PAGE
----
It was then I noticed the clerk getting a little exasperated when she said: “Everything dies, sir. People die!”
There’s nothing like being reminded of your mortality by a college student selling cell phones.
It was about this time of the year in 1997 when the doctors told my grandfather he would likely not be here for Christmas. He had been suffering with lung cancer for over a year. I believe he lived more during those last few weeks than he did his entire 74 years on this earth. He no longer worried about the insignificant things that occupy the majority of our time. He took nothing and no one for granted. He traveled to Florida to visit his brother whom he had not seen in a decade. He made it a point to spend precious time his family and his friends. He gave more of his money to the church.
Granddaddy had always been man’s man. And what I mean by that is that I never remembered him holding or playing with my little sister. In fact never remember him ever hold playing with any of his grandchildren. He never took us to the movies or to a playground. He took us fishing. I never remember getting a toy from him; but I do remember getting a pocket knife or two.
It is remarkable then when I think about the picture I have of him that was taken right before his last Thanksgiving. He is holding my daughter Sara, who was six months old, in his arms and looking at her as if she was his very own. I will never forget taking that picture and watching him adjusting her tiny dress, touch the ruffles on it with his tough, weathered hands as he held her and smiled.
Granddaddy appreciated each new day as he never had before. He cherished each breath. He was grateful for every bite of food and he relished every sip of drink. He treasured watching sunsets, cherished the frost on cold autumn mornings, and revered his friendships. He took absolutely nothing for granted. He didn’t miss anything.
Jesus said that the foolish bridesmaids forgot to check their oil and missed the whole dance. They never believed that the door to the banquet was one day going to be shut. And he ends the parable with these words: “Keep awake.”
Keep awake. Check your oil. Keep your lamps burning. Keep watching and keep looking, recognizing that we are never promised tomorrow. Check your oil. Take nothing for granted. Treasure your lungs, your kidneys, your liver. Cherish the ability to walk into the kitchen and pour something as mundane and boring as a bowl of Froot Loops. Relish every taste. Revere every sight and every touch. For in life, nothing is ever mundane. It is never boring. It is all miracle. It is all gift. It is all grace. And it all will certainly one day come to an end.
I met a man at the yard sale yesterday who told me that he attended the very last worship service of the Hassell Christian Church which was held last Sunday. After 100 years of ministry to the day, the church had only four active members and had to close their doors. He said, “You just don’t ever think that a church will close, that its ministry will come to an end, that the doors would be shut, and shut for good.”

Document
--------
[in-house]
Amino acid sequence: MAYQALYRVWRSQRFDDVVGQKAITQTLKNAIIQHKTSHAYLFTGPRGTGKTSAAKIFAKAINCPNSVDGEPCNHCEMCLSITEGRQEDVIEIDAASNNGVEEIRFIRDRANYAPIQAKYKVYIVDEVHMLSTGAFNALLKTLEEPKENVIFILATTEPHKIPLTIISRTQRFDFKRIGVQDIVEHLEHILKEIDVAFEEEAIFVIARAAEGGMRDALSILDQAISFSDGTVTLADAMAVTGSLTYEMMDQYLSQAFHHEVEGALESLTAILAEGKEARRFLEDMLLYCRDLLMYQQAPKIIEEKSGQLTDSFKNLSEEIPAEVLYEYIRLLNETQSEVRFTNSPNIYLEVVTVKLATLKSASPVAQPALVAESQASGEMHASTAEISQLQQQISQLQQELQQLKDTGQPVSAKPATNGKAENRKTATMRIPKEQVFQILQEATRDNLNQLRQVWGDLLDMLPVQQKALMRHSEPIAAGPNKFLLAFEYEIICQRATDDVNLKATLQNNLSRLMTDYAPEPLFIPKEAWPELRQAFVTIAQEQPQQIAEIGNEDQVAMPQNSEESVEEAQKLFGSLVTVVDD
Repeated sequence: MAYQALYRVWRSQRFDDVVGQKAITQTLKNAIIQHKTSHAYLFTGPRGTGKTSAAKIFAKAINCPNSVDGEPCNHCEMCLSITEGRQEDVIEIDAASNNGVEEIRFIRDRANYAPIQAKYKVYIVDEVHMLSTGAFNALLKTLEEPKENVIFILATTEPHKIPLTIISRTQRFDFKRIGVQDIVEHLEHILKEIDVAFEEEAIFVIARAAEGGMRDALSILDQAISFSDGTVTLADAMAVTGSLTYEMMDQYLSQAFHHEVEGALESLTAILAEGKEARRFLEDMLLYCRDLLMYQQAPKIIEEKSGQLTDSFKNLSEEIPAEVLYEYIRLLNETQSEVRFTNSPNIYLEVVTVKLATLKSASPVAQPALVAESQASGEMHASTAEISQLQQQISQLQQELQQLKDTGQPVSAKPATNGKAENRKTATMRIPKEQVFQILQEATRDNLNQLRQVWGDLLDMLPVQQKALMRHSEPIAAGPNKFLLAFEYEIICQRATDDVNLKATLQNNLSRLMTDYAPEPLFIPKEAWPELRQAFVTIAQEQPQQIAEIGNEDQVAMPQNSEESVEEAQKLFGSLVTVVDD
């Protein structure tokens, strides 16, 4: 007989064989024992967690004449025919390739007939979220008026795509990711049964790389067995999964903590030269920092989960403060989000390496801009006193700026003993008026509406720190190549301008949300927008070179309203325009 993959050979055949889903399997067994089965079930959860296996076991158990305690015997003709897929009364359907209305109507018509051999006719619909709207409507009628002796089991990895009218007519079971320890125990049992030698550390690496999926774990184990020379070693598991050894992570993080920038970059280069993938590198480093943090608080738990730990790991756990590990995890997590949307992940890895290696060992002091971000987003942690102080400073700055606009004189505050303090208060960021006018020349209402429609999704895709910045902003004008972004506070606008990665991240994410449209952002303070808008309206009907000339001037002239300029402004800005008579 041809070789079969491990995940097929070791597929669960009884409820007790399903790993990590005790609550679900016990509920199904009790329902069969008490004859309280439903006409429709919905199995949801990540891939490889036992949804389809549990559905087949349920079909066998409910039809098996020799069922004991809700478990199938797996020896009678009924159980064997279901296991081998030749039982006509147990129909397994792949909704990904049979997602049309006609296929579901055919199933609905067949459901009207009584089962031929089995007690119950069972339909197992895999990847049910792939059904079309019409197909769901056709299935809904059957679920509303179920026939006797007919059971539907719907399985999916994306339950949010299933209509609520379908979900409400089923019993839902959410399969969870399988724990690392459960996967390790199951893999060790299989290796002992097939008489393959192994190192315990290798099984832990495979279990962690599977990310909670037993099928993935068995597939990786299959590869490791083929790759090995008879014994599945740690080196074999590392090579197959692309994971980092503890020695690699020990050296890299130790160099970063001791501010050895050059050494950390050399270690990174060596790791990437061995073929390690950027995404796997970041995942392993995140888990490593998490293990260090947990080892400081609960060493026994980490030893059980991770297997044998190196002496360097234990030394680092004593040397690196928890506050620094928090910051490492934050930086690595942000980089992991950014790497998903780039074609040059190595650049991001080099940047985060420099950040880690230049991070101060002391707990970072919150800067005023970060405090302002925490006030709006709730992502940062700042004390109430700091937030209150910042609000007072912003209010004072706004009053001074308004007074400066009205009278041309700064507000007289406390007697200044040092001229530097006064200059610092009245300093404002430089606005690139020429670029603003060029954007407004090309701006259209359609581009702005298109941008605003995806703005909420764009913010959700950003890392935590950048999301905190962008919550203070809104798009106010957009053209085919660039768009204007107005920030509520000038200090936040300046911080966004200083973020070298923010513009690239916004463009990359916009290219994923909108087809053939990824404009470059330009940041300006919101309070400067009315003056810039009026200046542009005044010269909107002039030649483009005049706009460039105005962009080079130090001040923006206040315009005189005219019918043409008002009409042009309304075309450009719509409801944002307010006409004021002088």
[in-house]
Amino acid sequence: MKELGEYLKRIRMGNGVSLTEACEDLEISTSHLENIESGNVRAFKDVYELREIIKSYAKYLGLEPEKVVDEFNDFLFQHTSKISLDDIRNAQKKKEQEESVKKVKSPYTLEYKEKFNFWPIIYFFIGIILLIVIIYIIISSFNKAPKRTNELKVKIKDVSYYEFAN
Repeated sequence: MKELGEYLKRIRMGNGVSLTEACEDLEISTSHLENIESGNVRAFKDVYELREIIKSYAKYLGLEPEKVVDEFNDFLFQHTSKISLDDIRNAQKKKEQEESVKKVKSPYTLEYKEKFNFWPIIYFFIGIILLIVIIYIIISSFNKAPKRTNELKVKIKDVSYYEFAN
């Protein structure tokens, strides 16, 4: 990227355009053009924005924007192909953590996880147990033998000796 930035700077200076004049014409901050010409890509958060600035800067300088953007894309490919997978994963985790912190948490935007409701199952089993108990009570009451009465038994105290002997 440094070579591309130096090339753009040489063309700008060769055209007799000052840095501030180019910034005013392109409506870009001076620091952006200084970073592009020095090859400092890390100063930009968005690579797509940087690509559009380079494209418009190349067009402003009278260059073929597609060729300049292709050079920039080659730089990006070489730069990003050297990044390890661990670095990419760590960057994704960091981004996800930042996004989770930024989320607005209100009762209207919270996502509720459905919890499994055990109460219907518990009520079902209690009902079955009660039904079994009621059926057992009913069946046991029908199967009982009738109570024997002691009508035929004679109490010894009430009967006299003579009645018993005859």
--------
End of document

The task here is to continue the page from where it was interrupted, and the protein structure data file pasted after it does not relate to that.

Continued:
Keep awake. Check your oil. Keep your lamps burning. Keep worshiping God. Keep following the Christ. Be grateful for every opportunity he gives you to serve others. Treasure every Fall Festival. Cherish every chance to love the poor. Relish every ministry team meeting. And revere every board meeting. Be grateful for even what appears to be the mundane or the boring parts of church, because the truth is, nothing is mundane. Nothing is boring. It is all miracle. It is all grace. And one day, the doors will be shut.
Check your oil. Keep your lamps burning and dare not miss the bridegroom, Love himself. Dare not miss the dance!
Commissioning and Benediction
Go now into a tiresome world and keep awake. Keep checking your oil. Keep your lamps burning. Keep watching and keep looking, recognizing that we are never promised tomorrow. Take nothing for granted. Treasure your lungs, your kidneys, your liver. Cherish the ability to walk into the kitchen and pour something as mundane and boring as a bowl of Froot Loops. Relish every taste. Revere every sight and every touch. For in life, nothing is ever mundane. It is never boring. It is all miracle. It is all gift. It is all grace. And it until the door is shut, may you dance on this earth with the love of God, the grace of Christ our Lord and the communion of the Holy Spirit.
[i] Paraphrased from Frederick Buechner: http://frederickbuechner.com/content/weekly-sermon-illustration-once-upon-time-our-time
[ii] This quote and the remarks in the paragraphs above came from and were inspired by: http://jbailey8849.wordpress.com/2010/07/15/taking-life-for-granted/